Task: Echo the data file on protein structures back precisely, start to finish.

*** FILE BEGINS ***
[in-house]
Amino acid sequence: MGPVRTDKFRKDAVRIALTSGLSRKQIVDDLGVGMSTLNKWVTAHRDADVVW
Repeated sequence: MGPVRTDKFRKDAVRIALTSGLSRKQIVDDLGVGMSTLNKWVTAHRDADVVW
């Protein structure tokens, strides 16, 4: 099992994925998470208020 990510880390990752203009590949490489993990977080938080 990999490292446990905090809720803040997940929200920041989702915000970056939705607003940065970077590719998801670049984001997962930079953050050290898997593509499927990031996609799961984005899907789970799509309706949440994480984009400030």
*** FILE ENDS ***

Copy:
[in-house]
Amino acid sequence: MGPVRTDKFRKDAVRIALTSGLSRKQIVDDLGVGMSTLNKWVTAHRDADVVW
Repeated sequence: MGPVRTDKFRKDAVRIALTSGLSRKQIVDDLGVGMSTLNKWVTAHRDADVVW
């Protein structure tokens, strides 16, 4: 099992994925998470208020 990510880390990752203009590949490489993990977080938080 990999490292446990905090809720803040997940929200920041989702915000970056939705607003940065970077590719998801670049984001997962930079953050050290898997593509499927990031996609799961984005899907789970799509309706949440994480984009400030």